No recovery, and certain death: the joyous message of the last Friday in January

One sort of knows the world has gone entirely mad when a bank warns against the consequences of recovery, but that’s what Bank of America did yesterday. Any ‘unexpected growth’ that hadn’t been factored in, said BoA, could very easily cause the bonds market to crash. This would mean most Western sovereigns being left unable to sell debt, and thus being rendered literally bankrupt, as opposed to technically insolvent. It’s the sort of result that makes a debt ceiling academic, because the bailiffs are in da house removing all the furniture, the walls, and the ceiling.

There is no end to the bonkers cart-before-horse illogicality of all this: ‘we mustn’t have any growth because that’ll call in the US debt, remove any chance of future bailouts, make bankers even less willing to lend money, crash the Eurozone, wipe out half of Wall Street, leave no money for business capital, and make a recovery impossible’. Whatever you do, don’t start a recovery, or else recovery will be impossible. This is expansive neocon genius in full bloom. I am awestruck.

Such is the nature of our species now. Everything used to be a matter life or death, but is now become death or death. That’s the thing with laissez-faire economics: it’s all about choice. But for me, most of today was going to be about death anyway. Today was about the ritual of a final goodbye to Dad.

My brother and sister-in-law flew in from San Francisco to meet a blizzard at Birmingham airport, then woke up the next day to find eight inches of snow. I drove up from Devon to find the same thing, only it was turning into ice. All along the M5 and M42, ominous signs forecast ‘Severe weather warning tomorrow’. I wondered what this severe weather warning might be, and why we weren’t allowed to know it today. Perhaps it was another can being kicked down the road, and driving up the M6 the following day we’d read ‘Boils and brimstone, follow diversion signs’.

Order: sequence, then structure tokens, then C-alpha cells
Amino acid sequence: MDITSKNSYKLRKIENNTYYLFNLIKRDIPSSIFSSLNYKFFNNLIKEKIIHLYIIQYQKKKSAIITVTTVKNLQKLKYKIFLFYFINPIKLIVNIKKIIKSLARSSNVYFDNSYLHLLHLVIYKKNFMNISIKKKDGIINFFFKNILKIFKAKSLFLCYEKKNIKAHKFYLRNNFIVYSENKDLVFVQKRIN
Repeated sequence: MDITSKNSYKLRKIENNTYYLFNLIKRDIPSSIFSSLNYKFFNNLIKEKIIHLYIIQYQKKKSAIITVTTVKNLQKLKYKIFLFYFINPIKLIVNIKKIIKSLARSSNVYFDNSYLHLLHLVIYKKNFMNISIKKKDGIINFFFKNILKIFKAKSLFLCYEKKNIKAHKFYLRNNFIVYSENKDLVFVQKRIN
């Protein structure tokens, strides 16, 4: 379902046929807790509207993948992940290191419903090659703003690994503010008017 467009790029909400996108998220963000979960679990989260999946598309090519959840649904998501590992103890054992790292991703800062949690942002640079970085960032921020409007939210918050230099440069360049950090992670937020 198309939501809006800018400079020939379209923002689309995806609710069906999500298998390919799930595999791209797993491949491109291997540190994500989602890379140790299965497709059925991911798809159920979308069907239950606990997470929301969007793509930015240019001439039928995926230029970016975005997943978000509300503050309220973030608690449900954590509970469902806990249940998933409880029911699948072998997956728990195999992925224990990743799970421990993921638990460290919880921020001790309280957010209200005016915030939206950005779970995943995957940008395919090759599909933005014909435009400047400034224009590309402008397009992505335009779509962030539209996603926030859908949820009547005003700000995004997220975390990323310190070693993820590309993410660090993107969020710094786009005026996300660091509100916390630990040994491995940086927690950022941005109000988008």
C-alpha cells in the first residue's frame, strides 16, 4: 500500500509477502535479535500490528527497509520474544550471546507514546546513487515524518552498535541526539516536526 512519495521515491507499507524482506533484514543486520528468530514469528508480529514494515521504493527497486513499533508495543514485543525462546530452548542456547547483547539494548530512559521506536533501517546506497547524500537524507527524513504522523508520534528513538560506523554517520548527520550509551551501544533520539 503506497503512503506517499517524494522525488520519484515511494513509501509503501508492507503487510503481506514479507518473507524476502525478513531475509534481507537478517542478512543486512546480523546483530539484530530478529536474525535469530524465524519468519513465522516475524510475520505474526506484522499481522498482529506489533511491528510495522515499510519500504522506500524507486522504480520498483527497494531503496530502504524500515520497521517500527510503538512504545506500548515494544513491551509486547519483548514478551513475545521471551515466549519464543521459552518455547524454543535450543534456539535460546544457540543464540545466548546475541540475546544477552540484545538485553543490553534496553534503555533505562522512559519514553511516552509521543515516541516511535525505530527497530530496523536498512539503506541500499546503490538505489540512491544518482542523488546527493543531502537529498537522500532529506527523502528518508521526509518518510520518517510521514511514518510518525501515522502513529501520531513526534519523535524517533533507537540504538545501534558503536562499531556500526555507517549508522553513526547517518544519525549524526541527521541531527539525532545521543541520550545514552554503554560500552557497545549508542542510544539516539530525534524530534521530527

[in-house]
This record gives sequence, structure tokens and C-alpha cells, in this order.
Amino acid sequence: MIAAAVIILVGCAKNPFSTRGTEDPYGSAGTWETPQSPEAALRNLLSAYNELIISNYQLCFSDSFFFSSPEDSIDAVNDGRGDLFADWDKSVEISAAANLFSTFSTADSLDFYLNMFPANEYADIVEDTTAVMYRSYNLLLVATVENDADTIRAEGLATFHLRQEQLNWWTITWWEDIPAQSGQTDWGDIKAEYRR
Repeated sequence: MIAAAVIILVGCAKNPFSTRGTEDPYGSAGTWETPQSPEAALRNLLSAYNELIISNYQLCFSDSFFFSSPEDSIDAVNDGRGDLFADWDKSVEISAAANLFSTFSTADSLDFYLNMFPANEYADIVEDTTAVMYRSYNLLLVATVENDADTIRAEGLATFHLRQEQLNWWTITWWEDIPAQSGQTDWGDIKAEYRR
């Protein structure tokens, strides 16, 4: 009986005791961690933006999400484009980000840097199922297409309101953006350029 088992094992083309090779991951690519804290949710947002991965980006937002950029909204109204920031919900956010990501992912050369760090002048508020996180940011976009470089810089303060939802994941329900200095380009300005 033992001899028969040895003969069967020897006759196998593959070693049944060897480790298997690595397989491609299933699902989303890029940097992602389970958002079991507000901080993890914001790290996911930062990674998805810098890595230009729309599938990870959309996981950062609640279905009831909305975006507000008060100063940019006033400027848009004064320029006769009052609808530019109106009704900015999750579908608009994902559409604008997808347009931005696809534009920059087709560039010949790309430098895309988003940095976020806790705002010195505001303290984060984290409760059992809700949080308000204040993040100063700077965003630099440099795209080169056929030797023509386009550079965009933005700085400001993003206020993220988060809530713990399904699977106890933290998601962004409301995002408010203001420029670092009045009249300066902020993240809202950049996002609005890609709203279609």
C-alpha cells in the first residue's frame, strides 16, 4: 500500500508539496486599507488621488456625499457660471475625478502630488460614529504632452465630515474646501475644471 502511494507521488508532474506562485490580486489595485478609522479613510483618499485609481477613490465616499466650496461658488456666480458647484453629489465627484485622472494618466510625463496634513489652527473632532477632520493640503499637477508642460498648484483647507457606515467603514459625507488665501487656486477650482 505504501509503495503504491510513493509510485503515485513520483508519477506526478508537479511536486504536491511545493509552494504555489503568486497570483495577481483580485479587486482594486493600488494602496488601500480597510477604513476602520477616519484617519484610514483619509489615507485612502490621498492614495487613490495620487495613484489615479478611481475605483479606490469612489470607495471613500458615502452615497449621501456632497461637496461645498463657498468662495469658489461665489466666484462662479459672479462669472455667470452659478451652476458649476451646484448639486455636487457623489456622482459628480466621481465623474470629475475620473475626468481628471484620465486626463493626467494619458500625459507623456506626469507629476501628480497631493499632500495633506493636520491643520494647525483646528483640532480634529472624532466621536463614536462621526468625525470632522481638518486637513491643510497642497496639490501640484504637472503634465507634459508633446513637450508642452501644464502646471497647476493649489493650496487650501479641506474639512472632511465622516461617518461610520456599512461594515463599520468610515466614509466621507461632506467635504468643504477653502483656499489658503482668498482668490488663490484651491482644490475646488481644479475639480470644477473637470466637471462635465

In the event, the heroes at the Met Office were wrong, yet again. As we got to the funeral home, sure enough flakes of snow were blowing about unenthusiastically and it was close to freezing: but there’s something about such places that engenders a sense of cold anyway. Everything is still, the faces are grave, the voices whisper as if the dead might indeed wake up, and the syntax is unfailingly odd.

“I’m Neil,” said the man in black, “and I’ll be looking after your Dad today”. You’re a bit late chum, he’s been dead three weeks. No, don’t say that Ward, you pillock. I smiled as if reassured, nodded, and then went back to the car to await the hearse.

As we got to the crematorium and the coffin emerged atop four large blokes, I had a pin-sharp painful moment of realising that the cadaver inside used to be my father. The bloke who took me to St Annes beach as a kid, to Old Trafford of a Saturday, to Liverpool for my first term as a student, and to the local car showroom to hammer the car salesman into the ground on the price of my first car – a green 1965 Mark II Mini, BKU 351C. He wanted £275, but Pop did battle royal, and I got it for 240.

Then the small moment and flash of memories were gone, replaced instead by a briefing from Neil, who brought more information about the mechanics of death: the white button at the podium was to close the curtains, the black one to restart the music. We all filed in to the stark secularity of the departure hall, and awkwardly took our seats. Mike my brother and I said a few words, some nervous giggles were raised by tales of my occasionally truculent Dad, and the curtains closed just as the Pastoral Symphony faded up on cue.